The rapid uptake of mobile technology in Asia and Africa in particular has presented new channels for customers to transact, and for Western Union to market to them.

The company has successfully adopted social media as a means of keeping engaged with clients in between their transactions, which might take place between six to 12 times each year. Earlier this decade, the company had a few hundred thousand followers, but that number has swelled to more than 6.5 million.

The social strategy has been based around the concept that many of Western Union’s core customers are what it labels ‘dual belongers’, where their heart and home belongs in two places at once.

“By understanding that and why people send money, you begin to really unpack the emotive side of what they are doing,” Scott says. “Social and mobile have been great avenues to allow us to really tap that insight with our customers. It has opened up whole new avenues for us to be able to communicate in these in-between times and really connect with them.”

As a result, Scott says engagement scores for Western Union are well over 8 per cent globally, rising to 10 per cent for its diaspora-based communities.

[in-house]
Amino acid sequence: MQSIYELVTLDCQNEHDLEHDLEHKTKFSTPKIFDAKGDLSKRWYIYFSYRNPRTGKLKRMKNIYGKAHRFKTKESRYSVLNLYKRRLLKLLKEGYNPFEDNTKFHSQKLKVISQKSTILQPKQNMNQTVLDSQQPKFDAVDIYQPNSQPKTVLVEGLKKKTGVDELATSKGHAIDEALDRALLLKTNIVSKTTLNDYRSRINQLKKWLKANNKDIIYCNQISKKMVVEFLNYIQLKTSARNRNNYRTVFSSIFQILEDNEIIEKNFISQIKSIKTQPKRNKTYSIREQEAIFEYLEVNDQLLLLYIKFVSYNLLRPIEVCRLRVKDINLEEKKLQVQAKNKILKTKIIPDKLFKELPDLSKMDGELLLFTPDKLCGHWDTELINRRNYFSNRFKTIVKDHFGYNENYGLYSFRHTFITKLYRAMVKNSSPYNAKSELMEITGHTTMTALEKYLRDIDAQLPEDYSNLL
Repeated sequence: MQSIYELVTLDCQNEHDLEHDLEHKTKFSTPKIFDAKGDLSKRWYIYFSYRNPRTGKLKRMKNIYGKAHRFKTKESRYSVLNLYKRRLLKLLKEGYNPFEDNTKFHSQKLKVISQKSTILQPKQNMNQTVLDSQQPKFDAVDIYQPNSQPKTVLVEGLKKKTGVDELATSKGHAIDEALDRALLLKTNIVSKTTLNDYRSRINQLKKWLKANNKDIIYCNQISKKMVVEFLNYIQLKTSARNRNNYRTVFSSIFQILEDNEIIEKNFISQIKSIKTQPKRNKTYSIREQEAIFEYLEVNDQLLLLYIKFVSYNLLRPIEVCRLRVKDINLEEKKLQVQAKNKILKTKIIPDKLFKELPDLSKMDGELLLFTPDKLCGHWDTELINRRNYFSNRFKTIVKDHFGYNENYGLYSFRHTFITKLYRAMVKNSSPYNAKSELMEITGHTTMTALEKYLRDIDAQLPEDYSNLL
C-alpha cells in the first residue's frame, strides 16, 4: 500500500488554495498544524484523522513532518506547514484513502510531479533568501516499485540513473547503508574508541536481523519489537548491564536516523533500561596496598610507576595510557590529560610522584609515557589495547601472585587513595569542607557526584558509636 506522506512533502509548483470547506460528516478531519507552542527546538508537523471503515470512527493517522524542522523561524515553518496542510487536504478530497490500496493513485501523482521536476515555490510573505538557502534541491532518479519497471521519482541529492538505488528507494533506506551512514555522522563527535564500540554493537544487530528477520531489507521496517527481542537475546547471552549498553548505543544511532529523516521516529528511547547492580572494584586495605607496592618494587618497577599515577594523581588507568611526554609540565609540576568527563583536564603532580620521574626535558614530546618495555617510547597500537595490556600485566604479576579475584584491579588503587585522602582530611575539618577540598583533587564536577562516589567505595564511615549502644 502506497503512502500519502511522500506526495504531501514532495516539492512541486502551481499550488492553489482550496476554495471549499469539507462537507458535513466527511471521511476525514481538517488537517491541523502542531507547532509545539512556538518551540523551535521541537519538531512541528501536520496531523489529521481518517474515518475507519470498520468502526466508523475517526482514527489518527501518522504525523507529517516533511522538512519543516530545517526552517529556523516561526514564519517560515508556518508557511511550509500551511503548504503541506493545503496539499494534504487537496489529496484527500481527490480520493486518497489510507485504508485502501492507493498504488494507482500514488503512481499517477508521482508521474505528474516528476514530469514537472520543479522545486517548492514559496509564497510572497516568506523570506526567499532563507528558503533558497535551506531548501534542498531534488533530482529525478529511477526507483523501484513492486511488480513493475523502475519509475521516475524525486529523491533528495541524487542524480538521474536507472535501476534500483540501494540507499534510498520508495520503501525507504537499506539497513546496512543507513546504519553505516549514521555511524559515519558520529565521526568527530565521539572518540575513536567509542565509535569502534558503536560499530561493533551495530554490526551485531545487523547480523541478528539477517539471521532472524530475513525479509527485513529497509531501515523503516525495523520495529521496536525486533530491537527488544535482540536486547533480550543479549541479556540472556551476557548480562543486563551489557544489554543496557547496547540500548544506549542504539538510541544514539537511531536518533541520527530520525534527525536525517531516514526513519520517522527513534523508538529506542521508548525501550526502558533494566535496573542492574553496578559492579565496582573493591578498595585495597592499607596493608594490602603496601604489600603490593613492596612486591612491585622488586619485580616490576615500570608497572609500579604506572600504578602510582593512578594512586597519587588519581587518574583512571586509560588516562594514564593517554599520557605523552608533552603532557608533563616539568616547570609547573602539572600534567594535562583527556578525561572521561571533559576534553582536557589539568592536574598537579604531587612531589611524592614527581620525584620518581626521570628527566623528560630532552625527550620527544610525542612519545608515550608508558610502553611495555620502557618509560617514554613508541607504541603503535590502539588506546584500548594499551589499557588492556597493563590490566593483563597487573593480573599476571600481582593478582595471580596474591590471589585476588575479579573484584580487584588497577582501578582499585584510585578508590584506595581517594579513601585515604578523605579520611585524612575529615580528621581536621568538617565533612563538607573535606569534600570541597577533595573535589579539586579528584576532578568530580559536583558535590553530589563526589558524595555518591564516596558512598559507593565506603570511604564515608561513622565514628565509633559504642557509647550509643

“Most global financial institutions are well under 1 per cent, so it begins to show that our customers are wanting and willing to engage with us in different ways than they might be with their traditional financial institutions,” she says. “Mobile and social are like the best friends you could imagine for Western Union for customer segments because they allow us to do so much more.”

Western Union has also deployed a new loyalty program, called My WU, to more than 80 countries and territories, which includes a mobile portal.

“The amount of people that actually access the program through their mobile device is upwards of 40 per cent,” Scott says. “People are really engaging to a tremendous extend, and are spending a lot more time with the program, which means we usually have higher returns.”

Disrupting yourself

With such a massive distribution network and customer base, Scott see great opportunity for Western Union to make greater use of its data assets, and is using Cloudera Hadoop to mine for insights within its customer data.

It’s a long way from a company that began its life in the 19th century sending telegraphs across the United States.

“What we found is true leaders actually disrupt themselves,” Scott says. “And we are a brand that has done that since the beginning of time. When I look at how we have expanded from being a cash retail business to now servicing small and large businesses around the globe, into accounts and cash and mobile wallets, we have been disrupting ourselves for quite some time in a really good way - it is to continue to meet the customer’s needs to create a more frictionless world for cross border money movement, which isn’t easy.”